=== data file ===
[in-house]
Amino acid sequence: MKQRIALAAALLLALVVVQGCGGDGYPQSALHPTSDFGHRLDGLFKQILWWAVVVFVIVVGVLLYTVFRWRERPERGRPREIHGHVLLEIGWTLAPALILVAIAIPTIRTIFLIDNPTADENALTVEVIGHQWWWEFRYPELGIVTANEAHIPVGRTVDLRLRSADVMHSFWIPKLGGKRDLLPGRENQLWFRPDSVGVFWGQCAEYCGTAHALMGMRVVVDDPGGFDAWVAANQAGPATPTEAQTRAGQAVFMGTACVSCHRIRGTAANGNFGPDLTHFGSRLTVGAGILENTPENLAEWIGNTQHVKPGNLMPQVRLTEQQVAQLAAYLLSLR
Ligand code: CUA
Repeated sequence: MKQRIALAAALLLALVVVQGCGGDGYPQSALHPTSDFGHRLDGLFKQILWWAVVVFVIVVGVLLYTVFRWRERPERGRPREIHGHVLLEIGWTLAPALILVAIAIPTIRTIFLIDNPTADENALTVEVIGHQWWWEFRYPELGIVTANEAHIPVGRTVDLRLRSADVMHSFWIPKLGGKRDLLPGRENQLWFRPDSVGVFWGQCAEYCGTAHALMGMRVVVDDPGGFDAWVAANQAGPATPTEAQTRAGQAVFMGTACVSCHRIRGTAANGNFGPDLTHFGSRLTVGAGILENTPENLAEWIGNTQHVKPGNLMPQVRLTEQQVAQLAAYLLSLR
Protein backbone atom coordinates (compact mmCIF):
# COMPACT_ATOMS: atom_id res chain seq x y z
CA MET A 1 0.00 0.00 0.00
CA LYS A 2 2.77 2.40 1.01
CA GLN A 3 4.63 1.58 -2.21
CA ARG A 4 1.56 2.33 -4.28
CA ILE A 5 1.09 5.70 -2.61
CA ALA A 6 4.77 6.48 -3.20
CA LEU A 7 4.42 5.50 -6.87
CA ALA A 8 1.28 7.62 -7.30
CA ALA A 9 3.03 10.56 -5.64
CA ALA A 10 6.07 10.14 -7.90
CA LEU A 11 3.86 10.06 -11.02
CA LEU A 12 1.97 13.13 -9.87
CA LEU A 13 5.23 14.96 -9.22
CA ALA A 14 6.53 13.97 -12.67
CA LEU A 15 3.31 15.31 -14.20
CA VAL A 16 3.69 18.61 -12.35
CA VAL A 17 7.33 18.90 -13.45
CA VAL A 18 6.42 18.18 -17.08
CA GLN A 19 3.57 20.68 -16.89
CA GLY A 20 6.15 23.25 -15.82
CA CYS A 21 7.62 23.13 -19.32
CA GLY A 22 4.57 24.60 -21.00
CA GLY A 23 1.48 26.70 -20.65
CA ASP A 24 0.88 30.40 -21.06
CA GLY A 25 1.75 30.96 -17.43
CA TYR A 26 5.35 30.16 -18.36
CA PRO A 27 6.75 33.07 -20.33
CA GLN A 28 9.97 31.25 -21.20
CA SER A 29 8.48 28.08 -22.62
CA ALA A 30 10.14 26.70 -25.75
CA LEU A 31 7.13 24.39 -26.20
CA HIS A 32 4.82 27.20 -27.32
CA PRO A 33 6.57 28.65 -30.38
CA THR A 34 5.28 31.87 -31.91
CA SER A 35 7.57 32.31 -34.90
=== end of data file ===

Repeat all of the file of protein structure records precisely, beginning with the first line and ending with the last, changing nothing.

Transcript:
[in-house]
Amino acid sequence: MKQRIALAAALLLALVVVQGCGGDGYPQSALHPTSDFGHRLDGLFKQILWWAVVVFVIVVGVLLYTVFRWRERPERGRPREIHGHVLLEIGWTLAPALILVAIAIPTIRTIFLIDNPTADENALTVEVIGHQWWWEFRYPELGIVTANEAHIPVGRTVDLRLRSADVMHSFWIPKLGGKRDLLPGRENQLWFRPDSVGVFWGQCAEYCGTAHALMGMRVVVDDPGGFDAWVAANQAGPATPTEAQTRAGQAVFMGTACVSCHRIRGTAANGNFGPDLTHFGSRLTVGAGILENTPENLAEWIGNTQHVKPGNLMPQVRLTEQQVAQLAAYLLSLR
Ligand code: CUA
Repeated sequence: MKQRIALAAALLLALVVVQGCGGDGYPQSALHPTSDFGHRLDGLFKQILWWAVVVFVIVVGVLLYTVFRWRERPERGRPREIHGHVLLEIGWTLAPALILVAIAIPTIRTIFLIDNPTADENALTVEVIGHQWWWEFRYPELGIVTANEAHIPVGRTVDLRLRSADVMHSFWIPKLGGKRDLLPGRENQLWFRPDSVGVFWGQCAEYCGTAHALMGMRVVVDDPGGFDAWVAANQAGPATPTEAQTRAGQAVFMGTACVSCHRIRGTAANGNFGPDLTHFGSRLTVGAGILENTPENLAEWIGNTQHVKPGNLMPQVRLTEQQVAQLAAYLLSLR
Protein backbone atom coordinates (compact mmCIF):
# COMPACT_ATOMS: atom_id res chain seq x y z
CA MET A 1 0.00 0.00 0.00
CA LYS A 2 2.77 2.40 1.01
CA GLN A 3 4.63 1.58 -2.21
CA ARG A 4 1.56 2.33 -4.28
CA ILE A 5 1.09 5.70 -2.61
CA ALA A 6 4.77 6.48 -3.20
CA LEU A 7 4.42 5.50 -6.87
CA ALA A 8 1.28 7.62 -7.30
CA ALA A 9 3.03 10.56 -5.64
CA ALA A 10 6.07 10.14 -7.90
CA LEU A 11 3.86 10.06 -11.02
CA LEU A 12 1.97 13.13 -9.87
CA LEU A 13 5.23 14.96 -9.22
CA ALA A 14 6.53 13.97 -12.67
CA LEU A 15 3.31 15.31 -14.20
CA VAL A 16 3.69 18.61 -12.35
CA VAL A 17 7.33 18.90 -13.45
CA VAL A 18 6.42 18.18 -17.08
CA GLN A 19 3.57 20.68 -16.89
CA GLY A 20 6.15 23.25 -15.82
CA CYS A 21 7.62 23.13 -19.32
CA GLY A 22 4.57 24.60 -21.00
CA GLY A 23 1.48 26.70 -20.65
CA ASP A 24 0.88 30.40 -21.06
CA GLY A 25 1.75 30.96 -17.43
CA TYR A 26 5.35 30.16 -18.36
CA PRO A 27 6.75 33.07 -20.33
CA GLN A 28 9.97 31.25 -21.20
CA SER A 29 8.48 28.08 -22.62
CA ALA A 30 10.14 26.70 -25.75
CA LEU A 31 7.13 24.39 -26.20
CA HIS A 32 4.82 27.20 -27.32
CA PRO A 33 6.57 28.65 -30.38
CA THR A 34 5.28 31.87 -31.91
CA SER A 35 7.57 32.31 -34.90